“Let your YES be YES and your NO be NO,” Jesus said. The context was the making of vows. If you say you’re going to do something, be sure to do it. But how often do we say YES without realizing the true cost?
Every time we say YES, we also say NO.
We can’t do it all.
As finite beings, we must make trade-offs.
If we say YES we will serve at church on Sunday morning, we cannot also say YES we will spend that morning with family.
If we say YES we will take on another work project that requires us to work on the weekends, then we say NO to helping our children with their projects on the weekend.
If we say YES to seasons of intentional rest, we say NO to other opportunities to make more money.
Trade-offs. They’re everywhere.
They are real, not imaginary.
And they are not bad things.
The Value of Trade-offs
Unfortunately, we tend to avoid making the tough choices because we don’t want to disappoint others. We fear what they will think, what they will say, and worse—what we think they will say when we project our fears onto them.
In the end, we run from a monster that often exists only in our imaginations.
Fearing people is a dangerous trap, but trusting the LORD means safety. –Proverbs 29:5 NLT
When God commanded us to keep the Sabbath Day holy, he was instituting margin into our lives. (Interestingly, 10% of a week is 16.8 hours, about one day, not counting time for sleep.)
He knew we would tend to lose our focus on what matters most—Him—and skip rest in our quest to do more.
He knew that, ultimately, our pursuit of more would consume us, so he forced us to choose.
Jesus also said that we cannot serve both God and money. We must choose.
He challenged the rich young ruler with a trade-off—love your stuff or follow me.
He warned us to count the costs before tackling a new direction, even the costs of following Him.
Our relativistic culture preaches a different gospel—you can have it all, do it all, be all things to all people.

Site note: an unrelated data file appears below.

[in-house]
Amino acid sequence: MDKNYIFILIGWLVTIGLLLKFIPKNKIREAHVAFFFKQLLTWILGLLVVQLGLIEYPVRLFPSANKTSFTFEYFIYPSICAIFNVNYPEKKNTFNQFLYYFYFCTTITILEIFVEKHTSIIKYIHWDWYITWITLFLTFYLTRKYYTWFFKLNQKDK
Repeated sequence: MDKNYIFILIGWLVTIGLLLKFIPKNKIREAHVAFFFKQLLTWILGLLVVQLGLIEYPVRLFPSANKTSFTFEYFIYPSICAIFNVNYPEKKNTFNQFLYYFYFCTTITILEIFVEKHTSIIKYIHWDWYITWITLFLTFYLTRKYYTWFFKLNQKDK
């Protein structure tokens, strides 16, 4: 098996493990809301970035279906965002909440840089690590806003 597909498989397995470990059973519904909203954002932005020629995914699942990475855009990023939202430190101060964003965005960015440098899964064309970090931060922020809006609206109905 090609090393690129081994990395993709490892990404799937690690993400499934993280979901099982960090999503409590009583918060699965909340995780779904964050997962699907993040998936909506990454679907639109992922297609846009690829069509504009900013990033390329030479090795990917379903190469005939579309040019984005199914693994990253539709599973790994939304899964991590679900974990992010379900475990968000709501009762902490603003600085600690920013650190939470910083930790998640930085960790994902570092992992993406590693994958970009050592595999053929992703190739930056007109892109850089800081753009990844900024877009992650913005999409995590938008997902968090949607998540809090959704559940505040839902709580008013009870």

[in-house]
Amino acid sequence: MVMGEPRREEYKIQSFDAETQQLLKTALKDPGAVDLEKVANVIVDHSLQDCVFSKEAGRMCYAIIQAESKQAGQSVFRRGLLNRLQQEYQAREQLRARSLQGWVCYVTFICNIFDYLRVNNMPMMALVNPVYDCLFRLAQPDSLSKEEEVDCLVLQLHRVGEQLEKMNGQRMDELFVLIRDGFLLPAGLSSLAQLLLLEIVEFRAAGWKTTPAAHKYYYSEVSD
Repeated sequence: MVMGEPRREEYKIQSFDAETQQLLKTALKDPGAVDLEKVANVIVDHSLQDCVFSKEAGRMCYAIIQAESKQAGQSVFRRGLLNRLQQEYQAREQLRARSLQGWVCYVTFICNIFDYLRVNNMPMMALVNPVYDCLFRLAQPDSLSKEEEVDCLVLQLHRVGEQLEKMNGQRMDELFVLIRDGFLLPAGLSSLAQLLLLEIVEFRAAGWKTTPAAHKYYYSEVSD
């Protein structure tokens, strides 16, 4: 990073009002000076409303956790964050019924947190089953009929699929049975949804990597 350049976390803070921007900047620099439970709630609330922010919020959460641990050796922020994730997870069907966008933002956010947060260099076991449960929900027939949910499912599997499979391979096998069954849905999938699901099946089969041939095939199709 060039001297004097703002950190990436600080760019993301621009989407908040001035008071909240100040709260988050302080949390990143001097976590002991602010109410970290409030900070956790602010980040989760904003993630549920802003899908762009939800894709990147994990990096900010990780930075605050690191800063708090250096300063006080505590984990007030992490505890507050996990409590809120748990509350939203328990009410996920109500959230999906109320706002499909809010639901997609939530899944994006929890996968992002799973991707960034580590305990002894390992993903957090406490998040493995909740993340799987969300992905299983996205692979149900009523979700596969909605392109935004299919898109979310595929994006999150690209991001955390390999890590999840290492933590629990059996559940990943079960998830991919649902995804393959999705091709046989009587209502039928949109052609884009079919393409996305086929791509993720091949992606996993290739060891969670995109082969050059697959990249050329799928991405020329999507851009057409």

It tells us we can bend the meaning of words to fit whatever definitions we desire and reality will bend with it.
Gender doesn’t change because we want it to. Marriage doesn’t change because a court redefines it. And time doesn’t bend to our wishes simply because we say YES too often.
For every YES, there is an equal and opposite NO.
When we realize this truth, we can better evaluate the cost of saying YES.
Ask this Question
The next time you find yourself ready to say YES to something—no matter how good it may seem or how pressured you may feel—push pause.
Ask yourself this question: If I say YES to this, what am I saying NO to?
Remind yourself of these immovable facts:
- I cannot do it all.
- The more I do, the lower the quality of all I do.
- I can choose what I will do well and what I will not do.
- My story will be written by what I choose to do well.
The true cost of saying YES without recognizing the NO is that we let someone else write our life story.
Bonnie Ware, a nurse who cared for people as they neared the end of this earthly season of their story, shared “The Top 5 Regrets of the Dying.”
The single greatest regret she heard expressed by those facing the reality of death was this:
I wish I’d had the courage to live a life true to myself, not the life others expected of me.
“This was the most common regret of all. When people realize that their life is almost over and look back clearly on it, it is easy to see how many dreams have gone unfulfilled. Most people had not honored even a half of their dreams and had to die knowing that it was due to choices they had made, or not made.
Put another way, I wish I’d had the courage to say NO to others expectations of me so I could have said YES to what mattered most.
Make your story worth telling where and when it matters most.
Don’t wait until it’s too late to discern the true cost of the choices you make.
Share your thoughts by clicking here.What are you saying YES to today—and what is it truly costing you? [/Reminder]